Archive for the ‘Bob Woodruff’ Tag

Do Our Prayers Really Matter?

On the ABC news program “Primetime:  Beyond Belief,” reporter Bob Woodruff discussed what happens after death by sharing his own near-death experience and interviewing others who had died and come back to life .  One of those interviewed was Don Piper, a Baptist minister who died during a car/truck crash in Texas in 1989.  After being declared dead for 90 minutes by paramedics, Piper came back to life and later wrote about what he saw in the bestselling book, “90 Minutes in Heaven” (http://abcnews.go.com/Nightline/beyondbelief/describing-heaven-pastor-don-piper-pronounced-dead/story?id=14214140).

While what Piper reported he saw in heaven is inspiring, I’m more interested in the way he came back to life.  Dick Onarecker and his wife were driving by the wreckage when he felt the urgent need to pray for whoever was in the car.  He and his wife stopped, began praying, then started singing the hymn, “What a Friend We Have in Jesus.”  Soon a voice from the wreckage, that of Don Piper, began singing along with them.

Did the prayers of the Onareckers change God’s mind?  Or had God decided that Don Piper would live, and simply allowed a passerby and his wife to participate with him in raising the dead?  Why didn’t God do the same for Dick Onarecker, rather than letting him die in 1996 at a relatively young age of 52?

To understand better our part in prayer, let’s consider the Canaanite woman who had a demon-possessed daughter in Matthew 15:

             Leaving that place, Jesus withdrew to the region of Tyre and Sidon. 22 A Canaanite woman from that vicinity came to him, crying out, “Lord, Son of David, have mercy on me! My daughter is demon-possessed and suffering terribly.”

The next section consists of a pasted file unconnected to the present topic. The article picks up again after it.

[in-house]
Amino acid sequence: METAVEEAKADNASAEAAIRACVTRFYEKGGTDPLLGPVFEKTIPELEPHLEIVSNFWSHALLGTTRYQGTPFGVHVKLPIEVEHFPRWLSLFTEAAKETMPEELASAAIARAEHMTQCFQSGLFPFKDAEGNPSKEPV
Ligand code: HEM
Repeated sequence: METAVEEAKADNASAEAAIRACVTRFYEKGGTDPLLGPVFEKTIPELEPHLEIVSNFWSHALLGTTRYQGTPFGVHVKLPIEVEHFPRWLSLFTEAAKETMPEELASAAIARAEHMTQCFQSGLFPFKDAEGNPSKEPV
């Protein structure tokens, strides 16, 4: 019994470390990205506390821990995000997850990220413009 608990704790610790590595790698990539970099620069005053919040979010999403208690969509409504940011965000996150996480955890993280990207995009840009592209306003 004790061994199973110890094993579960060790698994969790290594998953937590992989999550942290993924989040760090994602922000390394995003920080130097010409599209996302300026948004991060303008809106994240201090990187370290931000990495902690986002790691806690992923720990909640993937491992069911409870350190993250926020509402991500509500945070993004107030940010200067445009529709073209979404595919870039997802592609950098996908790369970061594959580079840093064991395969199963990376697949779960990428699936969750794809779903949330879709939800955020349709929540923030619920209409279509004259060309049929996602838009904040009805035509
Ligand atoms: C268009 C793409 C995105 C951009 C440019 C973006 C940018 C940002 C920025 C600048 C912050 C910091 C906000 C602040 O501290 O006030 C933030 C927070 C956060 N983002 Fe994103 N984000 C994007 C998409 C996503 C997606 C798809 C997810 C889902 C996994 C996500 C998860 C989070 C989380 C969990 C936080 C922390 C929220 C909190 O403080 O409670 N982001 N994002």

23 Jesus did not answer a word. So his disciples came to him and urged him, “Send her away, for she keeps crying out after us.”

24 He answered, “I was sent only to the lost sheep of Israel.”

25 The woman came and knelt before him. “Lord, help me!” she said.

26 He replied, “It is not right to take the children’s bread and toss it to the dogs.”

27 “Yes it is, Lord,” she said. “Even the dogs eat the crumbs that fall from their master’s table.”

28 Then Jesus said to her, “Woman, you have great faith! Your request is granted.” And her daughter was healed at that moment (Matt 15:21-28 NIV).

What can we learn from these two examples where people prayed in what seemed to be hopeless situations?  First, we have to be willing to try.  It would have been easy for Dick Onarecker to look at the terrible wreckage and decide that no one could survive.    It would have been understandable for the Canaanite woman to give up since it was unlikely that she had ever seen anyone healed of a demon-possession.  Yet these people were willing to pray and ask for help despite the overwhelming circumstances they saw.

Next, healing power does not come from us and is not dependent on our personal righteousness or faith.    The power to heal comes from the Father, Son, and Holy Spirit who move as they lovingly see fit for each situation.  The Triune God chooses to work incarnationally through the requests of regular human beings just like us.

Lastly, we have to accept that the situation we pray about may or may not be resolved in the way we think is best.  As parents, we understand that even though our children ask us for many things, sometimes what they want would not be in their best interests.  The perspective the Triune God has over our lives is infinitely bigger and better than ours is, so we need to understand that sometimes our prayers will not be answered with a “yes.” Yet the possibility of a “no” should not hinder our willingness to ask.

The examples of Dick Onarecker and the Canaanite mother can inspire us to step out boldly in prayer, knowing that our loving God is always listening.

~by Nan Kuhlman

~photos courtesy of ABC News.com;

Baker Publishing Group; Don Piper

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